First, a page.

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October 19, 2010

Comfort Food

He caught my eye immediately as I passed through the doorway. By the time the teacher finished "Owen your dad's here" he has launched at me, in mid jump, to be caught. He's holding something, today's craft, and proudly thrusts it to within a millimeter of my eyes.

"Oh, what's this?" I retract my head to focus. "Thanks Owen. Cool!"

And this one was a keeper. Once every month or two, the brothers bring home something from class or church that's worth saving. A lot of the masterpieces find their way into the circular file. Okay, almost all of them. Amy and I just don't attach that kind of sentimental value to every pipe cleaner angel and origami fish that finds it's way through the door. We can't, if we don't want to have our house featured on that TV show where all the junk sentimental, practical mementos are piled to the ceiling. 

This orange string of plastic caught my eye. It was woven through six dry rigatoni, with each piece bearing the name of a person in our family. Three dazzling plastic beads completed the necklace. No instructions came with the craft, but I'm pretty sure the beads were supposed to represent the Holy Trinity. Well, they could have; it seemed rather likely.

Neat idea. Personal. Made by Owen.

Normally I sock something like this away to the "secret" box in my closet for future reference and reflection. Or maybe I'd actually use this one, in prayer, as some sort of rigatoni rosary.

But not that day. I was distracted when we pulled in the driveway, leaving the necklace in the cup holder. The following day, Amy or I spilled a little coffee, effectively putting the necklace on a long, slow simmer.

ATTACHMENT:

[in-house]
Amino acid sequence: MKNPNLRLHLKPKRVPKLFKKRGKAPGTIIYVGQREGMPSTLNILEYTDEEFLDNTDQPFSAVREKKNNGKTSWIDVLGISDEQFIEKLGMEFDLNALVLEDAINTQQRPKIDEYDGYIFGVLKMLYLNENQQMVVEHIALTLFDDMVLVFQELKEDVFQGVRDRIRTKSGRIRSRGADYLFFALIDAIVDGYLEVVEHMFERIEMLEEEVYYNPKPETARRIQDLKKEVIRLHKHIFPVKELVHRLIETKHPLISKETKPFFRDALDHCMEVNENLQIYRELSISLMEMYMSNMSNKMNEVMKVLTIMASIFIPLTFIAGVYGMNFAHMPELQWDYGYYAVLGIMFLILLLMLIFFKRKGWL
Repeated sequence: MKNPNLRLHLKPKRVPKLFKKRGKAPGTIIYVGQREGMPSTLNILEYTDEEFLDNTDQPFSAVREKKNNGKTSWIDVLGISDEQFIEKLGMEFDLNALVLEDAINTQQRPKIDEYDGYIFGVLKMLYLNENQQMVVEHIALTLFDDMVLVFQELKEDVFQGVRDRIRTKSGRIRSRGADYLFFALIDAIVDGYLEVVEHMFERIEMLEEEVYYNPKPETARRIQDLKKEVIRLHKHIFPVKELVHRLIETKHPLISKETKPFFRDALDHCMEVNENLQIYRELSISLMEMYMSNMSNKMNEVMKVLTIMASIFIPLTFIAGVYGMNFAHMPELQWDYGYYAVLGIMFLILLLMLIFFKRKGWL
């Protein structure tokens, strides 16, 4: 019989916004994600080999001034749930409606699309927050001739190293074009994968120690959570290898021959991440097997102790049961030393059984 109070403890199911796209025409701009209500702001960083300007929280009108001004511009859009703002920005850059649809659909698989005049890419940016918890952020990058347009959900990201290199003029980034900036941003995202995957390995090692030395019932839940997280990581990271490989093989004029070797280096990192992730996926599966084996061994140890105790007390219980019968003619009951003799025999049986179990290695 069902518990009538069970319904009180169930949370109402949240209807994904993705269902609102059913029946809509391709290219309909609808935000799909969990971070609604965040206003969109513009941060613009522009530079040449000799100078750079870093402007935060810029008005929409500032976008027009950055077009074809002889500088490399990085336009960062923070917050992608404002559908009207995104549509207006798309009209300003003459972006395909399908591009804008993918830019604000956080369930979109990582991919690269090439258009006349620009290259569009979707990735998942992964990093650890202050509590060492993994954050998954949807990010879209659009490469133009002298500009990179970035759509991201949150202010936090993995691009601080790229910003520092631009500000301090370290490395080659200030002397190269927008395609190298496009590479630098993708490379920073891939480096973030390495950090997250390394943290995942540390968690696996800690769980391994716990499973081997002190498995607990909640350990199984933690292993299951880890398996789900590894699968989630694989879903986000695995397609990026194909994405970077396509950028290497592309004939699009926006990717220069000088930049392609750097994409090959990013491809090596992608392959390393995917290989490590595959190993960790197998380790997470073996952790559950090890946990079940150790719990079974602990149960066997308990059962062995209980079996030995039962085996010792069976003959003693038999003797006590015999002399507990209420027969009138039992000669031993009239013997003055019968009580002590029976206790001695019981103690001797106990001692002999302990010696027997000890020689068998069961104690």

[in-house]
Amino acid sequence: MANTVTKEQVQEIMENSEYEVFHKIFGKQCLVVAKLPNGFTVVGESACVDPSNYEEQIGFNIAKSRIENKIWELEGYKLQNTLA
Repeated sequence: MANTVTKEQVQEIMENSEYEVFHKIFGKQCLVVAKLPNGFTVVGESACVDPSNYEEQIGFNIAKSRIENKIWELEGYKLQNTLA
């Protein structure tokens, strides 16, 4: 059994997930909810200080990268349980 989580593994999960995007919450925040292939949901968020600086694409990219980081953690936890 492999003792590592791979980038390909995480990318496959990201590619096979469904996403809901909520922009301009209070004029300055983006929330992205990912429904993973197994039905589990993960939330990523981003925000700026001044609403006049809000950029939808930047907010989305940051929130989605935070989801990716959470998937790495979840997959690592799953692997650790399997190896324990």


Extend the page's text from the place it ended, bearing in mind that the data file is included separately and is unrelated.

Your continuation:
I saw the results the next day while fetching something from the car. Lifting the necklace, the noodles folded and fell off like meat on an overcooked turkey leg. I was sad that it was ruined. It was kind of tragic. I actually froze with the thought that every single person in this family is going to die. Someday, we will.

I don't hover over my children or my wife. I'm not panic stricken with fear. But for some reason, I do fret possibilities and unthinkable senseless tragedy. Sometimes I do feel the pain of separation, and the reality that one way or another, that day is coming soon.

I looked at the lumps of rigatoni decaying more with each roll through the palm of my hand. How fragile. Then I considered the plastic beads and string, not exactly invincible, but unblemished from the coffee incident. All of existance represented in four cents worth of pasta and plastic.

Perishable things last but only a moment and return to dust. That which is eternal runs through us at the core, fully intact, connected by and through the Alpha and the Omega. There's a part of us that doesn't fall away at all.

The Comforter was there all the while. A current of gratitude and confidence ran through my portion of the orange string. And I tossed the lumpy pasta to the dust.

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